# segmentation and greedy algorithms

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Segmentation and greedy algorithms. Prof. Noah Snavely CS1114 http :// www.cs.cornell.edu/courses/cs1114. Administrivia. A5P1 due tomorrow (demo slots available) A5P2 out this weekend, due 4/19 Prelim 2 on Tuesday Quizzes available Monday Midterm course evaluations. SIFT Matching Demo. - PowerPoint PPT PresentationTRANSCRIPT

Administrivia

A5P1 due tomorrow (demo slots available)A5P2 out this weekend, due 4/19

Prelim 2 on TuesdayQuizzes available Monday

Midterm course evaluations*

SIFT Matching Demo*

Last time: k-means*Legend- centers (means)- clusters

k-meansIdea: find the centers that minimize the sum of squared distances to the points

Objective:*

A greedy method for k-means*

A greedy method for k-meansUnfortunately, this doesnt work that well

The answer we get could be much worse than the optimum

However, if we change our objective (e.g., k-centers, then we get an answer within 2 times the cost of the best answer

*

Hill climbing*

Back to k-meansTheres a simple iterative algorithm for k-meansLloyds algorithm

Start with an initial set of meansFor instance, choose k points at random from the input setAssign each point to the closest meanCompute the means of each clusterRepeat 2 and 3 until nothing changes*

Lloyds algorithmDemo*

Lloyds algorithmDoes it always terminate?Yes, it will always converge to some solutionMight be a local minima of the objective function

Error decreases after every iterationError could be arbitrarily bad*

Questions?*

Possible algorithms

Greedy algorithmsDo what seems best at any given pointExample: making change

Iterative algorithmsStart with some answer, take a small step to improve it, repeat until it doesnt get betterExamples: Lloyds algorithm for k-means, bubble sort, hill climbing*

Where we are so farGreedy algorithms and iterative algorithms sometimes give the right answer (e.g., making change with U.S. currency)

Some clustering objective functions are easier to optimize than others:k-means very hardk-centers very hard, but we can use a greedy algorithm to get within a factor of two of the best answer*

Back to graphsWe can also associate a weight with each edge (e.g., the distance between cities)*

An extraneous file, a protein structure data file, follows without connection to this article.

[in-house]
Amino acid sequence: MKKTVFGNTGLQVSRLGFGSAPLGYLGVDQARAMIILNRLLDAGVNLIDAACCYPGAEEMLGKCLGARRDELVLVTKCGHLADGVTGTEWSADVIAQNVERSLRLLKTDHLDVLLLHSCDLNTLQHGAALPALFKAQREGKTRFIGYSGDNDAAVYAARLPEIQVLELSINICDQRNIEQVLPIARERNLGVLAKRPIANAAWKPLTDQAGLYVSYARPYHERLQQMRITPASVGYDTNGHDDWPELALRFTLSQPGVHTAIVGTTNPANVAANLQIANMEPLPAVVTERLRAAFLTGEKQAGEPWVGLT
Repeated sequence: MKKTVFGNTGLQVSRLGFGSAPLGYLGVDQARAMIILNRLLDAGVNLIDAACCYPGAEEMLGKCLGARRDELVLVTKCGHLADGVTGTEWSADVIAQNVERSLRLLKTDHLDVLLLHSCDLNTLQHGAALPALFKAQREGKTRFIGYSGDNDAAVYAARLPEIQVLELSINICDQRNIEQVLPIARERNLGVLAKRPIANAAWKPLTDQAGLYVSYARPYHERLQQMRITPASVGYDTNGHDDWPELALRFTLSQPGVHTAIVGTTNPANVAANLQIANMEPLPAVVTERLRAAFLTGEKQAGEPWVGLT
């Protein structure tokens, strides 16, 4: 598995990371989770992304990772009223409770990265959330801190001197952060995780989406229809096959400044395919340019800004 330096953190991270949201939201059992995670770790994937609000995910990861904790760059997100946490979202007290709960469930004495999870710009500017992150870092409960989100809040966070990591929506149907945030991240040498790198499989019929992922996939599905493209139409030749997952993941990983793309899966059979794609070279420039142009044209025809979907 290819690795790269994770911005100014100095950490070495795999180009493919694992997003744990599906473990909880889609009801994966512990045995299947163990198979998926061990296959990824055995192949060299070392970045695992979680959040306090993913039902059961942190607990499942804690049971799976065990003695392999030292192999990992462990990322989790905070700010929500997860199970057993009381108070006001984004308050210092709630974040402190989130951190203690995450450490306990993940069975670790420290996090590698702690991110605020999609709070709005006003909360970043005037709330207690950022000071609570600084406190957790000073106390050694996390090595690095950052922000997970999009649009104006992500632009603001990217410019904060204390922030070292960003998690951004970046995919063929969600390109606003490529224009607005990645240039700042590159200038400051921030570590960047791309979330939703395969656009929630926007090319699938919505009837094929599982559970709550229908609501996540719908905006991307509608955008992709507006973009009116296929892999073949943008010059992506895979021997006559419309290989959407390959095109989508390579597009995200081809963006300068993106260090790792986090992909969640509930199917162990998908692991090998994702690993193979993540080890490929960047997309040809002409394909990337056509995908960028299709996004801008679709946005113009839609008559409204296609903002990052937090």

Spanning treesA spanning tree of a graph is a subgraph that (a) connects all the vertices and (b) is a tree*Spanning treesQ: How many edges are there in a spanning tree on n vertices?

Graph costsWell say the cost of a graph is the sum of its edge weights*Cost = 200 + 200 + 100 + 400 + 300 + 100 + 250 + 150 + 250 = 1950Cost = 200 + 400 + 100 + 400 + 150 + 250 + 100 + 150 + 250 = 2000

Minimum spanning treesWe define the minimum spanning tree (MST) of a graph as the spanning tree with minimum cost(Suppose we want to build the minimum length of track possible while still connecting all the cities.)

*MST: Cost = 1750(Eurorail needs to build 1750 mi of track at minimum)

Minimum spanning treesThis is an optimization problem where the objective function is the cost of the treeCan you think of a greedy algorithm to do this?*

Minimum spanning treeGreedy algorithm:*

Minimum spanning treeThis greedy algorithm is called Kruskals algorithm

Not that simple to prove that it gives the MSTHow many connected components are there after adding the kth edge?*

Kruskals algorithm

Start with an empty graphSort edges by weight, in increasing orderGo through each edge in orderIf adding edge creates a cycle, skip itOtherwise, add the edge to the graph*

Back to clusteringWe can define the clustering problem on graphs*

Clustering using graphsClustering breaking apart the graph by cutting long edges

Which edges do we break?*1294571011848

Spacing as a clustering metricAnother objective function for clustering:Maximize the minimum distance between clusters(Called the spacing.)*spacing

Cool factWe compute the clusters with the maximum spacing during MST!To compute the best k clusters, just stop MST construction k-1 edges early*2 clusters with max spacing (=400)400

Proof of cool factSuppose this wasnt true then someone could give us a different clustering with a bigger spacingLet C be our MST clustering, and let D be the purportedly better oneThere must be two nodes u and v in different clusters in D but in the same cluster in CTheres a path between u and v in C, and at some point this path crosses a cluster boundary in D*

Pictorial proof*ParisBerlinLondonRomeFrankfurtViennaPragueNaplesWarsawHamburg200D400

Demohttp://www.kovan.ceng.metu.edu.tr/~maya/kmeans/index.html*

Where we are so farGreedy algorithms work sometimes (e.g., with MST)

Some clustering objective functions are easier to optimize than others:k-means very hardk-centers very hard, but we can use a greedy algorithm to get within a factor of two of the best answermaximum spacing very easy! Just do MST and stop early (this gives exact answer)*

Back to image segmentation*

Questions?*

Greedy algorithm for graph coloring?*